- We celebrate people who try new and better ways of doing things, regardless of the outcome.
- My work has special meaning: This is not “just a job.”
- I want to work here for a long time.
As a result, Cisco now has 95 percent of its millennials saying the company is a great place to work, up from 91 percent last year.
The strong performance allowed the organization to move up 44 spots on the list of the 100 Best Workplaces for Millennials to No. 9.
Carmen Collins, Cisco’s Senior Social Media and Talent Brand Manager, says a key to making millennials feel at home is transparency.
“Cisco holds all-employee meetings called the Cisco Beat 10 times a year, where Cisconians have a first-hand look at products and campaigns, as well as open and honest executive Q&A time,” Collins says. “Nothing is off limits. If the answer is ‘I don’t know’ to a question—there’s a follow up.”
Collins isn’t kidding about the nothing-off-limits comment. Cisco leaders have shown themselves willing to address sensitive issues that extend beyond the company’s walls.
“When Anthony Bourdain and Kate Spade committed suicide, Cisco CEO Chuck Robbins sent an email about how important an issue this is and how Cisco doesn’t want there to be a stigma about it, with resources for employees if needed,” Collins says.
Collins herself is a Gen Xer. But she and other Cisco leaders recognize the importance to millennials of being able to bring their full, authentic selves to work.
“The @WeAreCisco social media channels feature employee voices to attract new employees, but also to retain current employees. If you want to know what it’s like to work at Cisco, it’s in the form of what real employees say,” Collins says. “What you see when you apply is the case when you walk in the front door. For employees, that means that they can be themselves—our motto is ‘Be you, With us.’”
For Caroline Olson, being herself means being a yoga teacher besides an engineer. The 24-year-old works as a pre-sales engineer for Cisco based in San Francisco. Cisco has assigned her to serve some of the biggest organizations in the Northern California region, but also makes time for Olson to teach yoga classes at 5:30 p.m. on Thursdays and Sundays.
Olson is grateful for Cisco’s flexibility on work hours and location, so that she can move from data networks to downward dogs every week. Her own commitment to a well-rounded life is something she sees in many of her millennial peers. “We really do value our work-life balance,” Olson says. “I’m able to have balance and feel rejuvenated outside of the office so that I may bring my best self to my work.”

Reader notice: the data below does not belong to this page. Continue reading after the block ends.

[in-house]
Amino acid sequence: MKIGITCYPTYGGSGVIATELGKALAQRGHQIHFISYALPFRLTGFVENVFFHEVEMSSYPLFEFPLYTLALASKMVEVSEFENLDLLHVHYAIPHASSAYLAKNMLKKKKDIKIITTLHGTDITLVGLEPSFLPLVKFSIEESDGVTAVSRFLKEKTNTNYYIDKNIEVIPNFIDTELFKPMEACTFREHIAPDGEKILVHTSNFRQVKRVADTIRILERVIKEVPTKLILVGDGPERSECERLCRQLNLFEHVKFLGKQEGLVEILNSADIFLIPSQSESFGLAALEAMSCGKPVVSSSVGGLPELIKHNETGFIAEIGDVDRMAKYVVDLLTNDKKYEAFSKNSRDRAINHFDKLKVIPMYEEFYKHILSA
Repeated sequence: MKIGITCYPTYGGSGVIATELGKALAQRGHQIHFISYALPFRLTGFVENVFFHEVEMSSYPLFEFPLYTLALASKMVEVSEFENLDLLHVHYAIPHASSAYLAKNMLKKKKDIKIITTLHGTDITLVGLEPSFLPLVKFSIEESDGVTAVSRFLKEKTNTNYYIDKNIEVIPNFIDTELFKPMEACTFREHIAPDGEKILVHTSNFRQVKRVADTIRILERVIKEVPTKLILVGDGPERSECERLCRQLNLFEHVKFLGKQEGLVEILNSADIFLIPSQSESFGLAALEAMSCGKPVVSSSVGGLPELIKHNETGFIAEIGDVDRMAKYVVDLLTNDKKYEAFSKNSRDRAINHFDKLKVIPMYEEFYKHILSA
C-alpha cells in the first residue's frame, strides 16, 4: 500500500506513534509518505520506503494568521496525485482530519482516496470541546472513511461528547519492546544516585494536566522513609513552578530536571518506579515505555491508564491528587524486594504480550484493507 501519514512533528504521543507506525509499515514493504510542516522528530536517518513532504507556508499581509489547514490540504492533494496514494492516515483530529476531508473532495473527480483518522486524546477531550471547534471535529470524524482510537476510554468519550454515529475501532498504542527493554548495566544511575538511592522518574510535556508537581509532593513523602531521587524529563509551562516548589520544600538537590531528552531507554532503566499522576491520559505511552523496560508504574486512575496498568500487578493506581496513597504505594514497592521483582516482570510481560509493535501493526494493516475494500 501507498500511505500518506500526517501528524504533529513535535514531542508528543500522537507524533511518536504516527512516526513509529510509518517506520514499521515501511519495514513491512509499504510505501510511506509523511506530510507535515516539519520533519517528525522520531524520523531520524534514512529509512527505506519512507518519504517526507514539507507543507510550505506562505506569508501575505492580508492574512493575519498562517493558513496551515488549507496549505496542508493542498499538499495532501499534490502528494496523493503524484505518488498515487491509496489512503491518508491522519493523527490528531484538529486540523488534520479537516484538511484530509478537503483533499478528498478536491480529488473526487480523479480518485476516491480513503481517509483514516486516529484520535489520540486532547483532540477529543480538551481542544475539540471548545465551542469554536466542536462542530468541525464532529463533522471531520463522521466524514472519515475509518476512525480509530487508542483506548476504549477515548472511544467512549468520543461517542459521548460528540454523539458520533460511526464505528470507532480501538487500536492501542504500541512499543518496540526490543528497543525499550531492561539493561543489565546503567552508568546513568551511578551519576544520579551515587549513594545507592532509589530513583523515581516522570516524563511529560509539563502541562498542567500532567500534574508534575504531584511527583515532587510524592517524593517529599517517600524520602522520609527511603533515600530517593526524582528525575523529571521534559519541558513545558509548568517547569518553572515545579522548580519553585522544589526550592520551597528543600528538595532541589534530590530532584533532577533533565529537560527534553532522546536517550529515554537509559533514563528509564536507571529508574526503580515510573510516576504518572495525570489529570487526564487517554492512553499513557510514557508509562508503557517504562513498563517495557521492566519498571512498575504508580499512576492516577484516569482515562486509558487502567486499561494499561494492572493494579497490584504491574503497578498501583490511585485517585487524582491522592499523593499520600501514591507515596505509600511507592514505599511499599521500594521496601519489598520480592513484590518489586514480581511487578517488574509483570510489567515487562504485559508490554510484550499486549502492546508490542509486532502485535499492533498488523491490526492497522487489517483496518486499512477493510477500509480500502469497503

As it makes space for millennials like Olson and Pope to live out the lives they want, Cisco is seeing its business results advance. For the three months ended April 27, Cisco’s revenue rose 6 percent to $13 billion, and its net income jumped 13 percent to $3 billion.
The strong performance is in keeping with Great Place to Work’s research on the business benefits of a “For All” culture, where a company maximizes its human potential by creating a great workplace experience for everyone, no matter who they are or what they do for the organization.
The research shows that Great Places to Work For All enjoy revenue growth that is three times higher than their less inclusive peers.
At Cisco, millennials like Olson and Pope are moving the organization ahead in a variety of ways. Consider Pope’s impact on the Cisco security conference. What was once a highly technical conference with very little diversity of voices has become a much more inclusive affair. Pope—who is African American—not only invited speakers beyond the white, male voices who had been the primary presenters in years past, but also widened the event to include clients, outside partners and Cisco functions like HR and marketing. Cisco marketing officials, for example, brought their expertise in effective communication to help generate infographics for an anti-phishing campaign to improve the company’s defenses against such attacks.
Pope also introduced a playful element, incorporating an “escape room” experience as part of the event. That was just one more way this millennial with cryptography expertise is expressing herself to a wide audience.
“I have a vessel to showcase my creativity,” Pope says of the annual conference. “I personally feel security involves everyone.”
See the full 2019 list of the 100 Best Workplaces for Millennials, broken down by size:
Ed Frauenheim is senior director of content at Great Place to Work and co-author of the book A Great Place to Work For All.